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Special to the NNPA from the Afro-American Newspapers –

(NNPA) - Across the U.S., another group of Black students have earned their college degrees this month, and have progressed to the next stage in their lives. But they do so carrying the burden of greater debt than their White peers, according to a new study conducted by The College Board’s Advocacy and Policy Center.

The study revealed that 27 percent of Black bachelor’s degree recipients in 2007-2008 borrowed $30,500 or more compared to 16 percent of Whites, 14 percent of Latinos/Hispanics and 9 percent of Asians.

Sandy Baum, the report’s co-author, told BlackAmericaWeb.com that while the families of some Blacks and White students may have similar incomes from their jobs and other activities, there is an apparent gap in their other savings and assets, which can give White students an edge in paying for college and avoiding heavy debt.

Also, experts found that parents and students who take out private loans may find themselves in higher debt than those who take out federal loans, mainly because private loans often hold higher interest rates and there is no government protection to limit payment amounts.

“Some folks will sign the papers without looking at the fine print, and they end up with loans with high interest rates,” Wil LaVeist, co-author of “8 Steps to Help Black Families Pay for College” told BlackAmericaWeb.com.

LaVeist urged parents and students to pay close attention to all documents when signing for college loans. But he said students can avoid the loan process and the possible burden of future debt altogether by getting good grades before entering college.

“I see too many kids focusing on being social [in high school],” LaVeist told BlackAmericaWeb.com. “What is important now is to get good grades in high school...There will be a college that will accept you ….”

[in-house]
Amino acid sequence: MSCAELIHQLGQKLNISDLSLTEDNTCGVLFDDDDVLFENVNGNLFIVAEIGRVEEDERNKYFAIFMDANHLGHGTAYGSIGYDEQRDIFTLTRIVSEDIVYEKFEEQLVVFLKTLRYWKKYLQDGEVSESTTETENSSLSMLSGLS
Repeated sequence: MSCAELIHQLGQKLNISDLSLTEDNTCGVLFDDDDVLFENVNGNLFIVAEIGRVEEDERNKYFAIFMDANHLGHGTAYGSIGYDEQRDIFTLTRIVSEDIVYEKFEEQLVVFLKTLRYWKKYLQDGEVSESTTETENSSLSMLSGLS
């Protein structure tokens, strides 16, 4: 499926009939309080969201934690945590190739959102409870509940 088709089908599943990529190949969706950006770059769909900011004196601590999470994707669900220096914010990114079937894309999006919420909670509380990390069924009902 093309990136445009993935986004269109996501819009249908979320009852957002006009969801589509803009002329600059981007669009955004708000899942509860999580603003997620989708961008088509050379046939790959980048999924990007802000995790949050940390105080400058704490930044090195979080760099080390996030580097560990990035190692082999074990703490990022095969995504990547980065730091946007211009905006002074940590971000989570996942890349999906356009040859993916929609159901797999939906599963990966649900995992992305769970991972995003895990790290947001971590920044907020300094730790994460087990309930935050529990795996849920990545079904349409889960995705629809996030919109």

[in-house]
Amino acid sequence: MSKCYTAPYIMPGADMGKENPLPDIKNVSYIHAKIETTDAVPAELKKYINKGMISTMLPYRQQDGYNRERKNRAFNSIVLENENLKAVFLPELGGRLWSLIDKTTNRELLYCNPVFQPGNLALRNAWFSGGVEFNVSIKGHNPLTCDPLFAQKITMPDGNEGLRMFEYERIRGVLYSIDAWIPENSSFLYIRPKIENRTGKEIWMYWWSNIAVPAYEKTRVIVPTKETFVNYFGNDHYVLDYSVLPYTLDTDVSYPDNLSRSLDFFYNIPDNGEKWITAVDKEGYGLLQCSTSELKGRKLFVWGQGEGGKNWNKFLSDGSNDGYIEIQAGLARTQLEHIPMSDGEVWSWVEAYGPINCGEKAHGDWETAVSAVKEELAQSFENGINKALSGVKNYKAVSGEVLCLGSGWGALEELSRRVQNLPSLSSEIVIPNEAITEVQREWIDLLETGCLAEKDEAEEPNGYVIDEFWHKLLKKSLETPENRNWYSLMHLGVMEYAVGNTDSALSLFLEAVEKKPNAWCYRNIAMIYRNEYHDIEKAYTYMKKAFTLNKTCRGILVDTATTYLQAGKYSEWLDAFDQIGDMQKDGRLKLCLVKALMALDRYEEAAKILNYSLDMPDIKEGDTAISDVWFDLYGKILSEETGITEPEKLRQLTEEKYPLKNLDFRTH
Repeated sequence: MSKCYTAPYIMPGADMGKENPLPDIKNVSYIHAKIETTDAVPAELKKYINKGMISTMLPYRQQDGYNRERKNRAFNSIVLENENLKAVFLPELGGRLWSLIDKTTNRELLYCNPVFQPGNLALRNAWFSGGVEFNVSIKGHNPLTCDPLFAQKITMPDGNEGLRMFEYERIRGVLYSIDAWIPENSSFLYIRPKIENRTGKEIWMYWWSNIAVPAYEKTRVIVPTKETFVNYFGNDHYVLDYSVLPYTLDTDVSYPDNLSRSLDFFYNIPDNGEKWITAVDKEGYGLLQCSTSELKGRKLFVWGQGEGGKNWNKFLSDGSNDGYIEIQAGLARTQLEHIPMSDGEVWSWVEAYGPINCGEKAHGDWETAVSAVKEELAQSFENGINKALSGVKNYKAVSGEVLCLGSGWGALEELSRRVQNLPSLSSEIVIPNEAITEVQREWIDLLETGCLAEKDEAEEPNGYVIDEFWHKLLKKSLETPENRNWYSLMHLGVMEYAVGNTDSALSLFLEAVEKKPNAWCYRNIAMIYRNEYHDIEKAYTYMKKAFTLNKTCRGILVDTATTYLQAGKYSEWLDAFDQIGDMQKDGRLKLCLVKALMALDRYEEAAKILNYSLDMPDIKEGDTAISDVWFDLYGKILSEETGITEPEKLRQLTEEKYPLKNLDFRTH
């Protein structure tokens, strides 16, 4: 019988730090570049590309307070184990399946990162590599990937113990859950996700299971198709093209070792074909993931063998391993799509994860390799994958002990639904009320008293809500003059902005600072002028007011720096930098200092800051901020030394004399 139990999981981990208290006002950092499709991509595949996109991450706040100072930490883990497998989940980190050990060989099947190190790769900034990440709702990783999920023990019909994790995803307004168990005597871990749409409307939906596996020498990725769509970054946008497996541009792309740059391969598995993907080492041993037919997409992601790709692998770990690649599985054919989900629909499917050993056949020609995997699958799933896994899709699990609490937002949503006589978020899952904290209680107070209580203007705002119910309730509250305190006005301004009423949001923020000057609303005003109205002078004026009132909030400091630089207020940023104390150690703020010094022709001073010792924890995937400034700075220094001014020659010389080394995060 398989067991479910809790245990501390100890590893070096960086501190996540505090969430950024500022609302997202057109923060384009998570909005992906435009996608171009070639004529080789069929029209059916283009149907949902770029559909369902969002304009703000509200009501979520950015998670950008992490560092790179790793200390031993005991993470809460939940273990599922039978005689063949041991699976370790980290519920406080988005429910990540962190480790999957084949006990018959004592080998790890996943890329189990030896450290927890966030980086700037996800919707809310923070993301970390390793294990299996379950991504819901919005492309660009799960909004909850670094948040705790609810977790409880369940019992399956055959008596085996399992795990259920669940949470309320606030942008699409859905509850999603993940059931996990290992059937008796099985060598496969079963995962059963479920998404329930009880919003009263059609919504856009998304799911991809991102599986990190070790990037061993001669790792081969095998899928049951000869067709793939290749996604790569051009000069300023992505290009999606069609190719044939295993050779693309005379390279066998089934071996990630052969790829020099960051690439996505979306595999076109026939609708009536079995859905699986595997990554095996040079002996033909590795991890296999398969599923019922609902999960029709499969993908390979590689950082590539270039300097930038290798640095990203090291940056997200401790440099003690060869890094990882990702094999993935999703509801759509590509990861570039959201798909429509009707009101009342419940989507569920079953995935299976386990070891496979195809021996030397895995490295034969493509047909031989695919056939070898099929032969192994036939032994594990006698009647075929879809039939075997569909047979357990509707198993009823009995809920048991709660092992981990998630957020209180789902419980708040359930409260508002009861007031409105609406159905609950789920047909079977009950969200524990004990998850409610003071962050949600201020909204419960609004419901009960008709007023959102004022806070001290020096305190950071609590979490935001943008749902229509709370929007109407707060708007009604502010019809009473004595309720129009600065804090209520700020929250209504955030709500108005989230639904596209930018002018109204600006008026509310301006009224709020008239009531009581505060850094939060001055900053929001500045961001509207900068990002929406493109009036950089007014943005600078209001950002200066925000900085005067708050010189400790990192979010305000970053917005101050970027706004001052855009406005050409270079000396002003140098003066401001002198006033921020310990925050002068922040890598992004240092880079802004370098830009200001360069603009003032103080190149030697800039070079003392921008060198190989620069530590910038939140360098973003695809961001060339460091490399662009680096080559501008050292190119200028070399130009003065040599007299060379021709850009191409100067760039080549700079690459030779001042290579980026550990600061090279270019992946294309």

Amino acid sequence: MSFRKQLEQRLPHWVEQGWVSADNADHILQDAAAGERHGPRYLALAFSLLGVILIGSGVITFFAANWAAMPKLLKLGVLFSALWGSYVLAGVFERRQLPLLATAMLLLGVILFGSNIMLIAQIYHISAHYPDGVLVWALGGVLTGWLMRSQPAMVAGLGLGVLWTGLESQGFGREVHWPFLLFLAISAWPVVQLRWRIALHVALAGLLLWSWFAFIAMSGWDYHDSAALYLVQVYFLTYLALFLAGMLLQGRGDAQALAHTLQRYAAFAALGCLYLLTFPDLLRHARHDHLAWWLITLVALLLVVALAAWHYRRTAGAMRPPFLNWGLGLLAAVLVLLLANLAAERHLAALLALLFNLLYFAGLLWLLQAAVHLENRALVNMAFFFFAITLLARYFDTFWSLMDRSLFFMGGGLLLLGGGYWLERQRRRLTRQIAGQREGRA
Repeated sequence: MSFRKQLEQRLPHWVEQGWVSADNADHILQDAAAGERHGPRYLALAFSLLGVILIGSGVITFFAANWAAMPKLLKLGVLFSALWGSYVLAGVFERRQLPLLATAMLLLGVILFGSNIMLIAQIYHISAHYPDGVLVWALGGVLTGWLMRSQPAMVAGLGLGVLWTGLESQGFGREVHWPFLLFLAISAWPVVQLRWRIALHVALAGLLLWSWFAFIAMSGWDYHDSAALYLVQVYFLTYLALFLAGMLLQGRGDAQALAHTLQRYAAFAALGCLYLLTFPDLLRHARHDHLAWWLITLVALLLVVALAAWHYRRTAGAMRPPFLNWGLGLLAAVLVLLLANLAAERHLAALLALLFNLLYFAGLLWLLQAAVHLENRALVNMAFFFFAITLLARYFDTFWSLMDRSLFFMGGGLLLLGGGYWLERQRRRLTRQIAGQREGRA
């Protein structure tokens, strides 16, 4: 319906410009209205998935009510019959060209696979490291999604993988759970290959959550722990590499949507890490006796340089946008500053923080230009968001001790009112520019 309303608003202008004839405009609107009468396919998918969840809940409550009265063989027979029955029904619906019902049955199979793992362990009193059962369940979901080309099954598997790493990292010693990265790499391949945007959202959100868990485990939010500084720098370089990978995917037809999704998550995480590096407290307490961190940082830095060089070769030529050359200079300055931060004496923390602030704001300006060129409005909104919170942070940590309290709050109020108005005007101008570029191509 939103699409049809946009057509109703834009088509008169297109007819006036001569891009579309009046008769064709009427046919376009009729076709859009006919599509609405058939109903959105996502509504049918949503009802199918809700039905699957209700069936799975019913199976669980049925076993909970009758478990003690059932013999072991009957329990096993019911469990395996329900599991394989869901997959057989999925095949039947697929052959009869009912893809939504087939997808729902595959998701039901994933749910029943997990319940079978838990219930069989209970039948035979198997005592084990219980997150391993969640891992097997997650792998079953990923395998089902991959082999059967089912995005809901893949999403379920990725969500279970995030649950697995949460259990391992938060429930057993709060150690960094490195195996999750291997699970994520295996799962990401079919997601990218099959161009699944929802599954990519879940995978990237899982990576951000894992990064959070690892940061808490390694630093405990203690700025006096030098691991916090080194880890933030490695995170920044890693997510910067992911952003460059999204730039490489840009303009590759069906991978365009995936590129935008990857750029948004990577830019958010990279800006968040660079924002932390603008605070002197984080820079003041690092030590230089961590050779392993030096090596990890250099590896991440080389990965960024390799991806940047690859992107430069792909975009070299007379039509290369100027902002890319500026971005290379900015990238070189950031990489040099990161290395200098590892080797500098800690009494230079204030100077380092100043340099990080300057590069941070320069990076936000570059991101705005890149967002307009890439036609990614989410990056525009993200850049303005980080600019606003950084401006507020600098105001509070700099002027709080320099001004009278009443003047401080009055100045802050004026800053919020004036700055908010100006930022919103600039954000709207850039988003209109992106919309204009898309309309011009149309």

Huge Chinese Loan Will Build Major Ethiopian Railroad

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Special to the NNPA from the GIN –

(GIN) - A Chinese loan of more than $100 million will help Ethiopia complete a major railway line linking the capital, Addis Ababa, to various regions of the country.

The project had been on the books for years but was frozen due to lack of funding.

China has been signing railway construction projects all around Africa, transforming the Asian giant into one of the most influential players on the continent. But in some cases the projects have run into obstacles.

With pressure applied by the U.S. and the IMF, a $9 billion deal signed between Beijing and Kinshasa shrank to $6 billion. Questions have also been raised over the disappearance of a $23 million signing bonus that Chinese companies were to have paid their Congolese counterparts.

Western critics say China is interested only in extracting Africa's natural resources to feed its fast-growing economy, and cares little for African development, acting like the new colonial power on the continent.

But Chinese experts see a lingering "Cold War" mentality. "Is China buying cheap and selling pricey to qualify as a colonial power?" asks Shen Jiru, an expert with the Chinese Academy of Social Sciences. "Exactly the opposite - we are providing free-interest loans and aid, and we are a reliable backup for Africa's economic development."

Ethiopian President Meles Zenawi defended the railway deal. "It's in their interest to spend tens of billions of dollars in Africa, he said, “and it's in our interest to have access to those tens of billions of dollars."

Congolese Leader Wants Foreign Troops Out